Aaaand about 100 disgusted comments later, someone from the DC PR department realizes they should probably not have tried to insert BEFORE WATCHMEN plugs in the ludicrously short memorial for one of their all time great work-horse artist and editors. The amended text reads:

“We are saddened to learn of the death of our colleague and friend Joe Kubert. An absolute legend in the industry, his legacy will live on through his remarkable talent, with his sons and with the many artists who have passed through the storied halls of his celebrated school.  An important member of the DC Comics family, Joe made an indelible mark on the entire DC Comics universe including his renowned and award-winning work on iconic characters such as Sgt. Rock, Enemy Ace, Hawkman and most recently Nite Owl.  We are so honored to have worked side-by-side with such an unforgettable force in both comics and in life.” – DC Entertainment Executive Team.


Still far too short for someone who did so much for them, to say nothing of it being written by some nameless PR flack, but I guess it’s a step up. For a more fitting memorial and career retrospective, head over to Comics Reporter.

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Hola, all. I’m tired so I’ll just get right into it:


THE LONE WOLF gets wet.


Saturday: HAUNTER dives deep.

Sunday: The Savage Dragon is having a bad life in my short comic Screamin’ Bones. It was originally published in the Twisted Savage Dragon Funnies collection, which I think had a fairly limited print run, so most of you are seeing it for the first time. Secret Voice will be back this Sunday and continue uninterrupted for a good long while, if everything goes according to plan.

Monday: We took Monday off. Just pretend we’re a gallery or something. Danger Country will be back this Monday!

TuesdayThe Mourning Star also took the week off, but luckily we had a new short story by Ian Sundahl called Where You Are King. Sean T. Collins calls it “impressively icky!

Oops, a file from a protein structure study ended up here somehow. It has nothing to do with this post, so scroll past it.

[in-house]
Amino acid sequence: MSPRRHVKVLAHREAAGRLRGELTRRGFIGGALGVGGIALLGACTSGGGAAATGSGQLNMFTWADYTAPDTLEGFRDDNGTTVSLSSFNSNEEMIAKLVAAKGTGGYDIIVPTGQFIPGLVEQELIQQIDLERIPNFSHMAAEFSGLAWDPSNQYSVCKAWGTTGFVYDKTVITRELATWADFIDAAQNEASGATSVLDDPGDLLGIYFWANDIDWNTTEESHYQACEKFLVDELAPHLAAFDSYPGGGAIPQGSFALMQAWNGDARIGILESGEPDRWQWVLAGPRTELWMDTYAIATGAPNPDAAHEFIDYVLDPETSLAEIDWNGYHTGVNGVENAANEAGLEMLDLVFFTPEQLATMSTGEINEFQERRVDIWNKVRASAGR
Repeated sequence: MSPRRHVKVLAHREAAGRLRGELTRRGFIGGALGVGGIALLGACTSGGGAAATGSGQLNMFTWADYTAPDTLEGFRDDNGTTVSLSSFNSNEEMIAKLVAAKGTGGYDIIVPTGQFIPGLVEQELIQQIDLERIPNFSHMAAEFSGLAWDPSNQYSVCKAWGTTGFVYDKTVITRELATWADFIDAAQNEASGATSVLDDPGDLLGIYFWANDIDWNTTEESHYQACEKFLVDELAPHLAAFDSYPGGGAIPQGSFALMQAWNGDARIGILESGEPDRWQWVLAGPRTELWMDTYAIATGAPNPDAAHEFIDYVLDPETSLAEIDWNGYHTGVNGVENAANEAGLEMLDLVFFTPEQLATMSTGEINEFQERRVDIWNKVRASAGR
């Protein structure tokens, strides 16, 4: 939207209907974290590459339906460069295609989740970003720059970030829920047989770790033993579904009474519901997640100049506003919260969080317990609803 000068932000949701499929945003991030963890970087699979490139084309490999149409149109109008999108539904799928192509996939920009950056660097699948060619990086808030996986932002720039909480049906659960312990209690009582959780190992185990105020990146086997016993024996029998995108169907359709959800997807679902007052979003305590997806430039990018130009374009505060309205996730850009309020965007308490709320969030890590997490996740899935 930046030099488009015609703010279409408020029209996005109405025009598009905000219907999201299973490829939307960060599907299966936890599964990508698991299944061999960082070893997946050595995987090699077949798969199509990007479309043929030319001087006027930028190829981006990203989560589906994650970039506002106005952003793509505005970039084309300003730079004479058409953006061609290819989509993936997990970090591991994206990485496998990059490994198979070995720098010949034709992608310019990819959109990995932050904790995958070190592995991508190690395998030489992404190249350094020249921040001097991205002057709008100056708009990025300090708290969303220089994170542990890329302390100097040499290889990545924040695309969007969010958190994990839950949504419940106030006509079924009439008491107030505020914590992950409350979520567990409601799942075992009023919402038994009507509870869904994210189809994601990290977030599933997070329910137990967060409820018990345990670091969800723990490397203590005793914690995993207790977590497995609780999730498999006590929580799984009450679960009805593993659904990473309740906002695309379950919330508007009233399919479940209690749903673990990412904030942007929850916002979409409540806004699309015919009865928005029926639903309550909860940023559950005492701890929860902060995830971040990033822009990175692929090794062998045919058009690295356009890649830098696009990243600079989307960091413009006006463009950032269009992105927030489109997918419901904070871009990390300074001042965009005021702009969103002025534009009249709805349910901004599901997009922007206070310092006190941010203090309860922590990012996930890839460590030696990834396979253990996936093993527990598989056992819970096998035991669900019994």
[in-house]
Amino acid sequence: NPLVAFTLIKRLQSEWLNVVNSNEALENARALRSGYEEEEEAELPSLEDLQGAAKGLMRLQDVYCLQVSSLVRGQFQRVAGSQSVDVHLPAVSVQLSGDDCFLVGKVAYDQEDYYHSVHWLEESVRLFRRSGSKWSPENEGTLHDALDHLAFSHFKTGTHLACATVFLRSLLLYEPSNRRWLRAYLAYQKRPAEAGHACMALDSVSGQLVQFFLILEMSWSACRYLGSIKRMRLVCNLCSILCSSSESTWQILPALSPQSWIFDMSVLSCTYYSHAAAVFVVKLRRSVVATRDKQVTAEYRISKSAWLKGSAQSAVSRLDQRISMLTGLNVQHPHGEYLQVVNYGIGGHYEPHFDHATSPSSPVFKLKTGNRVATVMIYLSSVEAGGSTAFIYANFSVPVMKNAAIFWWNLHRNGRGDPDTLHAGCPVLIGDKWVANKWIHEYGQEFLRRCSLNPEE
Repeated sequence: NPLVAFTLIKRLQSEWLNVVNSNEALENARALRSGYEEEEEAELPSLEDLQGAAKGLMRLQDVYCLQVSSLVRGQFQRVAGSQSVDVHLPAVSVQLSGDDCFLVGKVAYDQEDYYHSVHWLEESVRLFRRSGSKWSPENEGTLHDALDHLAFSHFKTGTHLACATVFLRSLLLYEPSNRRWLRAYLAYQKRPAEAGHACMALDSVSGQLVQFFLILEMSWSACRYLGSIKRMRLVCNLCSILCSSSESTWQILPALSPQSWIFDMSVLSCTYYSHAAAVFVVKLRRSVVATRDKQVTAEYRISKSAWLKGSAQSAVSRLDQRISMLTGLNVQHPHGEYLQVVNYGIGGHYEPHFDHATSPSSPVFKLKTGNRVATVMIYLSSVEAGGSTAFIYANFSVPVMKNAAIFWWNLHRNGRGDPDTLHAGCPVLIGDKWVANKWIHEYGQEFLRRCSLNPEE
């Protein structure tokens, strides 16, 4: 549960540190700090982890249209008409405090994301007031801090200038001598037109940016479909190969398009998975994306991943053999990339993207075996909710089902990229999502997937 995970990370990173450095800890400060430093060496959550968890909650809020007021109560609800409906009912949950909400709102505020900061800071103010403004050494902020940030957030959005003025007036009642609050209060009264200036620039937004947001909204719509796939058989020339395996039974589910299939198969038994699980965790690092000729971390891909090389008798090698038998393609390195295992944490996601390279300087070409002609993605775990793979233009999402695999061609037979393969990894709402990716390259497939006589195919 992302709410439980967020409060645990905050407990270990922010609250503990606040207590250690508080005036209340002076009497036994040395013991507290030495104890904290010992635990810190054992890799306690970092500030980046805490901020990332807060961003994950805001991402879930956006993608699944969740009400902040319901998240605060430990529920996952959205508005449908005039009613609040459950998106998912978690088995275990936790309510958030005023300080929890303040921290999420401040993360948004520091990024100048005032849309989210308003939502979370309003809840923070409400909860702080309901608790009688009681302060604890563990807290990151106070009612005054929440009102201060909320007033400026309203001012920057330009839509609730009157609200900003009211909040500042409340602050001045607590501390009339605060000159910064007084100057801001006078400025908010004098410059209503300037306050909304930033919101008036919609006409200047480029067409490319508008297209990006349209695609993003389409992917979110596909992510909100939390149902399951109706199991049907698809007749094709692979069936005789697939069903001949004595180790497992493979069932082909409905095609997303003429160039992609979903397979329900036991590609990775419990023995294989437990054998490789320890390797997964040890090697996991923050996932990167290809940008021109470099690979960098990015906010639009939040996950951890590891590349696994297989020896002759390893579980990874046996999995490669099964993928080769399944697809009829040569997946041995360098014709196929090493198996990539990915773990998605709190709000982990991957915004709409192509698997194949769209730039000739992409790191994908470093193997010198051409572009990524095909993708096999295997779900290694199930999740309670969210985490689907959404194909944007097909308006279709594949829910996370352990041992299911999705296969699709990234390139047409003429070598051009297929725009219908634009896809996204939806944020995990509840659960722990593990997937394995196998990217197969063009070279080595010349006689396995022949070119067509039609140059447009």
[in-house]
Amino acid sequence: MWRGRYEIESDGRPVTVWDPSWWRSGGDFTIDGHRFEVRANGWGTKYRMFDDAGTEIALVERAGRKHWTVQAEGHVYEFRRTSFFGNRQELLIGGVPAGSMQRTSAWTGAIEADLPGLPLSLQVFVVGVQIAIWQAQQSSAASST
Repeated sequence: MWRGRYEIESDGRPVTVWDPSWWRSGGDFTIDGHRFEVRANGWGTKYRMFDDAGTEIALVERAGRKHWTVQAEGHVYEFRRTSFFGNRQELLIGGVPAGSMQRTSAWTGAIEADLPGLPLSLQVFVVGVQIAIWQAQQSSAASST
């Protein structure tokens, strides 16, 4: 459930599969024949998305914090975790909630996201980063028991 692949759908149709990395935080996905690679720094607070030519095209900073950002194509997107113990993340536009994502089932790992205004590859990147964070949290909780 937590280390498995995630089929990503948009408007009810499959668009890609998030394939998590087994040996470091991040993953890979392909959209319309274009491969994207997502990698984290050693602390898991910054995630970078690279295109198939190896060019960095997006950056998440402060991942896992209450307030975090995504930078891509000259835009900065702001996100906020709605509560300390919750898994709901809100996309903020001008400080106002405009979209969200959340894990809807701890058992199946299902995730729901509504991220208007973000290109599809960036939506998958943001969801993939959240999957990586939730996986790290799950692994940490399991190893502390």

Wednesday: The Beast wears a crown in The Yankee, while storm clouds brew in Black Is The Color. Milo looks at the Kyle Baker drawn issue of DAMAGE CONTROL here on the blog.

I’ve got a couple links too:

- Look at this beautiful new animated webcomic, THUNDERPAW! Golly, that’s pretty. Not much there yet, just a page and some framing devices, but I’ll be checking back on it:

- Kelly Sue DeConnick is doing a comics collaboration with a young girl she met at HeroesCon, and YOU can join in!

- C.F. has a website. Has he had one for long? I don’t know, but it’s news to me.

- Oh yeah uh I started a Facebook page for myself, you should “like me.” Have you liked the Study Group Comics and Study Group Magazine pages yet?

Ok, Zack: OUT!

Only Zack Could Make School THIS much Fun!

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[Thanks to Mr. Witzke for suggesting this comic to review and thus getting me off the Alcatena-Wiseman see-saw for a week.]

Even a professional comics hater like me found it easy to like Dwayne McDuffie, who was clearly a good dude who loved comics even though he was too intelligent to be completely fulfilled by the corporate-pamphlet field that never knew quite what to make of him –  a career riddled with interviews that were always more engaging and entertaining than the actual finished product once it came out of the IP sausage factory …. largely to fanboy indifference.

McDuffie achieved escape velocity from Marvel’s editorial offices with Damage Control, three four-issue miniseries published over 1989-1991; I don’t have them all handy, but I remember reading them during my time in the Journal library and thinking the series was fun and pretty thoughtful for something published under Tom DeFalco’s custodianship of the company. I’m pretty sure it was Marvel’s only attempt to cash in on DC’s [maybe I should say Andy Helfer's] successful “Bwah-ha-ha” cycle of comedic adventure comics, which is odd — the company always took after papa Stan and not papa Jack or Steve, and Stan rarely finished an issue without some tongue-in-cheek banter.

Damage Control never really caught on, I think, for two reasons: Most supercomics fans won’t buy comics that don’t have a consistent, reliable amount of superheroes in them, and the series itself strikes what’s probably an untenable balance between broad comedic fantasy and pragmatic logistic realism. This particular vehicle just doesn’t corner that well.